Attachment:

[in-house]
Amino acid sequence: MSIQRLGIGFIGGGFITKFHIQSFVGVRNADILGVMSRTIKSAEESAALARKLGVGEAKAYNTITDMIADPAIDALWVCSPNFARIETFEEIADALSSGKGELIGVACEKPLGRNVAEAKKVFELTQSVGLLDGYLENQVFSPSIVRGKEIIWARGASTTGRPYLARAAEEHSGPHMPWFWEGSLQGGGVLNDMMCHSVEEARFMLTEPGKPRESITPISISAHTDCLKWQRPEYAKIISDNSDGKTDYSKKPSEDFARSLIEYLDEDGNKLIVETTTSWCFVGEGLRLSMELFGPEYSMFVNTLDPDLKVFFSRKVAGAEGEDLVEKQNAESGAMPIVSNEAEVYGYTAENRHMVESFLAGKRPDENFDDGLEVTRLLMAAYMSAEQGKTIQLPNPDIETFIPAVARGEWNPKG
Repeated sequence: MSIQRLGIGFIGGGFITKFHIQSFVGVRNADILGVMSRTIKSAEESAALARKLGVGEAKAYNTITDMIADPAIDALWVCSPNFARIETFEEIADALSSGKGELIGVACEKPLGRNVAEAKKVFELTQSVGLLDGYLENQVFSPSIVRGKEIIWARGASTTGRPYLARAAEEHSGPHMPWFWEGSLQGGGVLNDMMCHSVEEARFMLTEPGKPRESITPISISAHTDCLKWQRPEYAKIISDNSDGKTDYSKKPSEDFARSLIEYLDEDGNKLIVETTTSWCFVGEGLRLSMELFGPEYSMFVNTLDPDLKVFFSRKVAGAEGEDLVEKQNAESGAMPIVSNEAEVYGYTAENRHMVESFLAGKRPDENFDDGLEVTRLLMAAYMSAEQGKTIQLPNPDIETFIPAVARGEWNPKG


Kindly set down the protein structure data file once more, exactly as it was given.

[in-house]
Amino acid sequence: MSIQRLGIGFIGGGFITKFHIQSFVGVRNADILGVMSRTIKSAEESAALARKLGVGEAKAYNTITDMIADPAIDALWVCSPNFARIETFEEIADALSSGKGELIGVACEKPLGRNVAEAKKVFELTQSVGLLDGYLENQVFSPSIVRGKEIIWARGASTTGRPYLARAAEEHSGPHMPWFWEGSLQGGGVLNDMMCHSVEEARFMLTEPGKPRESITPISISAHTDCLKWQRPEYAKIISDNSDGKTDYSKKPSEDFARSLIEYLDEDGNKLIVETTTSWCFVGEGLRLSMELFGPEYSMFVNTLDPDLKVFFSRKVAGAEGEDLVEKQNAESGAMPIVSNEAEVYGYTAENRHMVESFLAGKRPDENFDDGLEVTRLLMAAYMSAEQGKTIQLPNPDIETFIPAVARGEWNPKG
Repeated sequence: MSIQRLGIGFIGGGFITKFHIQSFVGVRNADILGVMSRTIKSAEESAALARKLGVGEAKAYNTITDMIADPAIDALWVCSPNFARIETFEEIADALSSGKGELIGVACEKPLGRNVAEAKKVFELTQSVGLLDGYLENQVFSPSIVRGKEIIWARGASTTGRPYLARAAEEHSGPHMPWFWEGSLQGGGVLNDMMCHSVEEARFMLTEPGKPRESITPISISAHTDCLKWQRPEYAKIISDNSDGKTDYSKKPSEDFARSLIEYLDEDGNKLIVETTTSWCFVGEGLRLSMELFGPEYSMFVNTLDPDLKVFFSRKVAGAEGEDLVEKQNAESGAMPIVSNEAEVYGYTAENRHMVESFLAGKRPDENFDDGLEVTRLLMAAYMSAEQGKTIQLPNPDIETFIPAVARGEWNPKG